Friday, 24 October 2008

Prayer for Shibam


Near the beginning of this blog, I reported on my trip to Shibam Hadremowt, the Manhatten of the Desert, with 1,000-year-old skyscrapers made of mud. Sadly, I have just learned that Cyclone TC-03B has substantially decreased in strength after hovering over Suqutra, but has devastated Hadremowt. Shibam is completely surrounded by water, and most of the ancient buildings are in danger of collapse. At least 200 are now dead, farmlands are flooded, and most villages in the giant valley are isolated. Over 700 homes have been destroyed and 22,000 people displaced. Yemen has declared the region a disaster area. The island of Suqutra is also hard hit, with homes and infrastructure destroyed. See silent video of the devastation here.

This is the poorest Arab nation in the world, and most of those living in Hadremowt are living day to day, wondering where the food will come from to feed their family tomorrow, and this on a good day. Disaster like this is excruciating for the poorest of the poor. Please consider if you are called to donate money for relief. Please also be praying for healing for those hurt, for food for the hungry, repair of homes and homes for the homeless, and comfort for the grieving. Please pray that rescue crews will be able to reach those in danger in time, that repairs will happen speedily, and that God will turn this into blessing, with rains reaching a parched Earth.

Monday, 20 October 2008

Kirk the Mechanic

You may have heard of Joe the Plumber. Meet Kirk the Mechanic. Like Joe, he's not actually a mechanic, but rather by profession an Arborist. Unlike Joe, his name is actually Kirk, and he's licensed in his real profession.

I have no idea who Kirk is voting for, though I'm sure he, like Joe, he also will be more assisted by Obama's tax plan than McCain's. I do know that Kirk has been the hand of God for us. Our car's alternator was no longer working, for the past few weeks. On Sunday Mike Drehfal had generously driven us to church and back when the car wasn't working, and given us a new alternator. (It turns out the car junk yard was wrong- there is only one alternator needed for this car.) My dad had run into Kirk at Damascus Road, and we drove out to Kirk's place tonight, and in a couple hours, Kirk was able to replace the alternator. He's had some 25 years experience in fixing cars, and was able to get down underneath the car and find the bolts connecting the alternator to the car. (Saturn makes it ridiculously difficult to replace the alternator.)

Driving back, it was a wondrous feeling, to not worry about the car stalling, having to quickly pull over to the side of the freeway, or wondering where we could plug a trickle charger in. We no longer had to be concerned about finding the money for another AAA tow. We could turn on the heater fan, the radio, and the lights. It was like driving a 21st century car!

So here's a shout out of thanks to Kirk the Mechanic, doing great work, and changing lives. That's change we can believe in- sure of what we hope for, and certain of what we cannot see.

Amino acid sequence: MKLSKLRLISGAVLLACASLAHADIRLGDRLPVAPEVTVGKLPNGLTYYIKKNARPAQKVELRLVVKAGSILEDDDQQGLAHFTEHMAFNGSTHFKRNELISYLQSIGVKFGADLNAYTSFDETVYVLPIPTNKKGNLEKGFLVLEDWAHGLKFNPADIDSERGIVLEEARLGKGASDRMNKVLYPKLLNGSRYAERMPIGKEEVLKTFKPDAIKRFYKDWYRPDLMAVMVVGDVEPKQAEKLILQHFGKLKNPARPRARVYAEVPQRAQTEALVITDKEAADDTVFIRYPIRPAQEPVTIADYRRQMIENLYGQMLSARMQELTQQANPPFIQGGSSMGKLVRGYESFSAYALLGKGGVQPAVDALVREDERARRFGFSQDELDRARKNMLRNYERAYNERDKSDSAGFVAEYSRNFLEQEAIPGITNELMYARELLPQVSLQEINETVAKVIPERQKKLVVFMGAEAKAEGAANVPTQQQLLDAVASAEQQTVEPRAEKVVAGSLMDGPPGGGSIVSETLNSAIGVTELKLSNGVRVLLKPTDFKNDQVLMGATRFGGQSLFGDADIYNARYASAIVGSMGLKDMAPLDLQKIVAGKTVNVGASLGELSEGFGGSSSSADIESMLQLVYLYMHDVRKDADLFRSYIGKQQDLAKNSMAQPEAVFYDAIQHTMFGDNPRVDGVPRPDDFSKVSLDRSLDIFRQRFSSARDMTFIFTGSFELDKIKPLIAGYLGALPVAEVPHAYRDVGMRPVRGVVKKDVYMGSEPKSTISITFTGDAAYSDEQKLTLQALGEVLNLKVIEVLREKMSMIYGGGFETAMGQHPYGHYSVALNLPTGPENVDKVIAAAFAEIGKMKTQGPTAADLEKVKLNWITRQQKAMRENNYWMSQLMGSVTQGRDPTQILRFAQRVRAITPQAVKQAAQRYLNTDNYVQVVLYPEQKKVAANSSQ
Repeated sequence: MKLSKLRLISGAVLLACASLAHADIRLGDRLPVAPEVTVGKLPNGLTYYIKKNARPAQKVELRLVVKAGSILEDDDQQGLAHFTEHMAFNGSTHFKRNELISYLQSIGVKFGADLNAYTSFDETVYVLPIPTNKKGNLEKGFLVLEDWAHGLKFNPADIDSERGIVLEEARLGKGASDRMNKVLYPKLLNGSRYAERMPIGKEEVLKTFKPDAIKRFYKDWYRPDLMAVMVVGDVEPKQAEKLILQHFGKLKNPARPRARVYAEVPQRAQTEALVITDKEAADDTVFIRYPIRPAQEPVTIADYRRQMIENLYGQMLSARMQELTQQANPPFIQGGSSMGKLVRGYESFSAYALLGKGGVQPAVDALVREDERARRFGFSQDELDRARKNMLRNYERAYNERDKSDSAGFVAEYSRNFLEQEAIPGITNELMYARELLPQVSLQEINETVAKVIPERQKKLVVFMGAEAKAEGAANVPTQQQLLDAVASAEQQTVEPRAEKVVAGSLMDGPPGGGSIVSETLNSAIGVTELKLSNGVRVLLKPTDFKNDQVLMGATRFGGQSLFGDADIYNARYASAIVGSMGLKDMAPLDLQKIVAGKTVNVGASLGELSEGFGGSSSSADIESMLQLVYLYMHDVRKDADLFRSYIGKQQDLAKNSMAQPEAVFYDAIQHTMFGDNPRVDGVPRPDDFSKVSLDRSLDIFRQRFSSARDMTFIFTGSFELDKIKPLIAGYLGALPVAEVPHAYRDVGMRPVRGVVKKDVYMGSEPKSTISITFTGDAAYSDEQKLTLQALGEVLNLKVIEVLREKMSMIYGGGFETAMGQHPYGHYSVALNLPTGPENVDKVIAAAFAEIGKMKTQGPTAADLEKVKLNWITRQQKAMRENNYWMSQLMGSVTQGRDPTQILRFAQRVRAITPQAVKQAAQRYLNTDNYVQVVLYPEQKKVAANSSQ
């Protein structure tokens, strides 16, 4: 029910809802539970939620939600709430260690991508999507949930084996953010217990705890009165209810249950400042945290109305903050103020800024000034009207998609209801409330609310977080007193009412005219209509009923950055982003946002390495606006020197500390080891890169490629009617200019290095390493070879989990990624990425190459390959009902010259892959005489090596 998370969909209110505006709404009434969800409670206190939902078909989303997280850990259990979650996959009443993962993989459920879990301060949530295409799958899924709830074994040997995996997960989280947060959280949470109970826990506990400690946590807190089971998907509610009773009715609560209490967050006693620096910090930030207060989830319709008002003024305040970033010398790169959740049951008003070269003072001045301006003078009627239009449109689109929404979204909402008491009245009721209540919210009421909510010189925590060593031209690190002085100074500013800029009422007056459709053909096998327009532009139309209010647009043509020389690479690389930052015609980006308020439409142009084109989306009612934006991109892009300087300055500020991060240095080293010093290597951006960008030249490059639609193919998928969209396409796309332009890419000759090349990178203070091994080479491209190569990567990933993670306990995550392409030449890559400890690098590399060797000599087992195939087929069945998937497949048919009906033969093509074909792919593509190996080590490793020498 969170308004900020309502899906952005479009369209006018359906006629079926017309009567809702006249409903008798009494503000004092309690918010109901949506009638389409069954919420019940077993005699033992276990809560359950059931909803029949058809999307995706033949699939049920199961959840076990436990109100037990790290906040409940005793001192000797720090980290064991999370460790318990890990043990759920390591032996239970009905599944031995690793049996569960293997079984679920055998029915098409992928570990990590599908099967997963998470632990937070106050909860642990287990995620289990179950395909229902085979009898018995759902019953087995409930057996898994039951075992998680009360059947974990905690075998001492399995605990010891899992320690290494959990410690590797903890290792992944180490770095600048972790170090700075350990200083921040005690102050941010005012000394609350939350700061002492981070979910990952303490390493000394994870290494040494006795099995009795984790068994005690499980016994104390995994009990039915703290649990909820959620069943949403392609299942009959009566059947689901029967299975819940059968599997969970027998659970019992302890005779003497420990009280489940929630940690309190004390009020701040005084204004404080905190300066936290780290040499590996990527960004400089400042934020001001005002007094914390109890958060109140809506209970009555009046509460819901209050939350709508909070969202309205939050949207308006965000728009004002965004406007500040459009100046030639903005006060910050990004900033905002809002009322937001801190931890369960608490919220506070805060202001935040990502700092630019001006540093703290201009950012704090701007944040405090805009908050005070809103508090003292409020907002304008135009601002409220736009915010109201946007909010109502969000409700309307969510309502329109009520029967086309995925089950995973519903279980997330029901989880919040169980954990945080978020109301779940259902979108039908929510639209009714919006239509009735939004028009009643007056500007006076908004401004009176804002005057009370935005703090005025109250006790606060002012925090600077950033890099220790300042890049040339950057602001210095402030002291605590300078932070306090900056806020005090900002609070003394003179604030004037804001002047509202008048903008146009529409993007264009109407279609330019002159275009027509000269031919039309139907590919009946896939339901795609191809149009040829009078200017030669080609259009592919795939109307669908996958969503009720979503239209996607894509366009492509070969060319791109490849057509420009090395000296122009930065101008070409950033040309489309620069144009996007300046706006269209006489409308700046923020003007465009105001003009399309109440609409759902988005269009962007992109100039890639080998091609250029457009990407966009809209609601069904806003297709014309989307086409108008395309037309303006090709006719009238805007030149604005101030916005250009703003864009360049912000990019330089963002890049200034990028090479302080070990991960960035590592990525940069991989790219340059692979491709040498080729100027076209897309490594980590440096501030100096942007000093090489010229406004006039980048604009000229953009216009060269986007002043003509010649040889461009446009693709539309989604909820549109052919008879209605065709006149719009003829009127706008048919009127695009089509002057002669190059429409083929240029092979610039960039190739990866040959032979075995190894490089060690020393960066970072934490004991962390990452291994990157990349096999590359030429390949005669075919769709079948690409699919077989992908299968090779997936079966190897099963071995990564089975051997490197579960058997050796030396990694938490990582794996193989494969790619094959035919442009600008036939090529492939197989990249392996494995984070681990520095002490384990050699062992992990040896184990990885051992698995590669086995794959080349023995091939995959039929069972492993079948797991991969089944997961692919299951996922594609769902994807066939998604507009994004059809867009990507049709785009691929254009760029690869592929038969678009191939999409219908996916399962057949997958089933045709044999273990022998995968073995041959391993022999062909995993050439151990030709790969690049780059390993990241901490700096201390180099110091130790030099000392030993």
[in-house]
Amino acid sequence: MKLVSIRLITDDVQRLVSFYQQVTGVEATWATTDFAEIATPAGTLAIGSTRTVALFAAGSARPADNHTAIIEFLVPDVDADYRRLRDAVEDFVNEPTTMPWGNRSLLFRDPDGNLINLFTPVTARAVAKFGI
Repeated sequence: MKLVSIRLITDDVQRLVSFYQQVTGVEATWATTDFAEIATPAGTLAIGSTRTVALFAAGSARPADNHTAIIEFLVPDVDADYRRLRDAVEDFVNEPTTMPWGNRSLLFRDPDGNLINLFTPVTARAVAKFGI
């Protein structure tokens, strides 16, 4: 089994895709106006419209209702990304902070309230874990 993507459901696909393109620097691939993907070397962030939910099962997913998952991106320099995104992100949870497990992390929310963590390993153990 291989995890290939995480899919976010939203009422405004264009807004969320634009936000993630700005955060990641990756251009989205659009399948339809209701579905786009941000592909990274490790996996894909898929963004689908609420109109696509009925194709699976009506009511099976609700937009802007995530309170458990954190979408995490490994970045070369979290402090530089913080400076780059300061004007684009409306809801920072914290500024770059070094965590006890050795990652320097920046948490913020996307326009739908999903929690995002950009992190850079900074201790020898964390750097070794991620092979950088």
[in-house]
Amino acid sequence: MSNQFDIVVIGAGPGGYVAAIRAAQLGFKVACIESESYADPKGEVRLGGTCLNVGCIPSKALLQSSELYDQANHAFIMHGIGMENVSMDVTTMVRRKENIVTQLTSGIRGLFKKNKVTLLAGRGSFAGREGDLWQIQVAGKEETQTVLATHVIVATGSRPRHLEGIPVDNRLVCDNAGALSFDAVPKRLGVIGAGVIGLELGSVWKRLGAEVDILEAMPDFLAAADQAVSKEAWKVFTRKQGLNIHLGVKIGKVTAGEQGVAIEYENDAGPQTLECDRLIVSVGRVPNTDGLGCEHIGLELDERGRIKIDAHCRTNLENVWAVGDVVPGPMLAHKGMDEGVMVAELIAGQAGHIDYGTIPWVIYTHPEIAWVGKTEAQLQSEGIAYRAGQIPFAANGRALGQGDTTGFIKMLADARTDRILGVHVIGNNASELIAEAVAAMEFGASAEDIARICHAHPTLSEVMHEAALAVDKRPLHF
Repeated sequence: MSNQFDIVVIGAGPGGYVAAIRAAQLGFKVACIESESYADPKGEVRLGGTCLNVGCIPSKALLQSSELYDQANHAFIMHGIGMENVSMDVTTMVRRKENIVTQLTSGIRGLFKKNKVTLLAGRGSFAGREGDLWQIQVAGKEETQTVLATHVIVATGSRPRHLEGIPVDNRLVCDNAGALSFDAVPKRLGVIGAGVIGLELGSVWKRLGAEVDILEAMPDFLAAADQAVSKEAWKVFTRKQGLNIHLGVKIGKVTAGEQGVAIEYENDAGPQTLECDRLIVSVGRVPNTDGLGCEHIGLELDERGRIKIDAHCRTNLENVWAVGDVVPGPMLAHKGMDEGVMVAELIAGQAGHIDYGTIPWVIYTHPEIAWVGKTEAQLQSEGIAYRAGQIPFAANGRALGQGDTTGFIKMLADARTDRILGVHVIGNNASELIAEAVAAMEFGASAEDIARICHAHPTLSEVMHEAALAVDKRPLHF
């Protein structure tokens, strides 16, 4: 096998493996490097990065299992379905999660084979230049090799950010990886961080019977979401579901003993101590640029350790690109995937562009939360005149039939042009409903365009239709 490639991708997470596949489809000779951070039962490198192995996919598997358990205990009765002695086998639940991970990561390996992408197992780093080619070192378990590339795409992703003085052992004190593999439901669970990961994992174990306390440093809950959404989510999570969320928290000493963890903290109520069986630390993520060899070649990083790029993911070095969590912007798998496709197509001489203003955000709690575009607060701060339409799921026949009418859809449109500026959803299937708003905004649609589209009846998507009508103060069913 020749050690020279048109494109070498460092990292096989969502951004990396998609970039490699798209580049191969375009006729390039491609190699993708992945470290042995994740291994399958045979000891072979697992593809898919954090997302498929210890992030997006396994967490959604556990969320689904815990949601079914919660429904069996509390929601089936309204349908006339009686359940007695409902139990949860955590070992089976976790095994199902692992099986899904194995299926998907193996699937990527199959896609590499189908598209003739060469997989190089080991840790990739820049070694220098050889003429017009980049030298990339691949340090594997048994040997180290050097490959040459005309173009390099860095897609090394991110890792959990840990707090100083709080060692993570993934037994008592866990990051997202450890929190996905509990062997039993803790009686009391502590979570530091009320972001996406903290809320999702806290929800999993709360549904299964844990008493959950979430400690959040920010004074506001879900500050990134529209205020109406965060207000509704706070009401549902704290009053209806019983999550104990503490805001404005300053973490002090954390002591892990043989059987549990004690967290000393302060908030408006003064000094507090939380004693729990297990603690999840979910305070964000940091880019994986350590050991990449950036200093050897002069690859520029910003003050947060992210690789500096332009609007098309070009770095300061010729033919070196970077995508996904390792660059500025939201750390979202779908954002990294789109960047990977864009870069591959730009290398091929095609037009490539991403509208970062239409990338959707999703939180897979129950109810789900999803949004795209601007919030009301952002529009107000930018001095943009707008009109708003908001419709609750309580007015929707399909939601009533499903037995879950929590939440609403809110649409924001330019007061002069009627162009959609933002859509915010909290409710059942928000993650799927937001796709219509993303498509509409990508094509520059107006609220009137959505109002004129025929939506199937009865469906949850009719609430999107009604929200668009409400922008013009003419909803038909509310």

Wednesday, 15 October 2008

The Change of Season

Outside the front door.The air is the harbinger of change. Leaves lose their chlorophyll, and the air gets colder. And colder. And colder.

Two weeks ago, we lost our propane. Happily, just a few days before we'd arranged with Landmark to deliver propane. Our 30-gallon tank on our RV doesn't detach, and the RV can't move at this point, so I had to do a lot of research to find a company that would come out and deliver propane to an RV tank. We just had to wait for a contract to arrive in the mail, and send it in, which I did on Friday. Unhappily, we found out today that Landmark's policy is that they won't deliver to an RV, as the tank is too small, though all of this was agreed to earlier. They suggested that the solution might be for them to deliver a 100 lb. tank and attach it to our tank for $65, and fill that tank up for around $250. This brings up the possibility that we might bypass Landmark, buy a $75 attachment, and just get regular butagas propane tanks from the corner store every couple weeks. These are the options to pursue, once we have available funds (and we hear on a price from Landmark on their proposal.) Unfortunately, we were relying on the word of Landmark over the last two weeks, and so didn't pursue other options, but waited for the contract to process. Nothing has therefore been started with another company, if such exists, to deliver propane.

And it's been an unfortunate couple weeks. Some nights are in the 60s, and they are quite tolerable. The nights in the 40s, with one overheating electric space heater, are a different matter. As are the mornings, with a very cold shower. So this is my shout out of thanks to Aimee, for the donation of her 1.5 liter hot-water heater. It has been indispensable, as I fill it up every morning six times, pouring water into the half-bathtub for an hour to prepare for my bath.

Sunday, 12 October 2008

A Tale of Tow Churches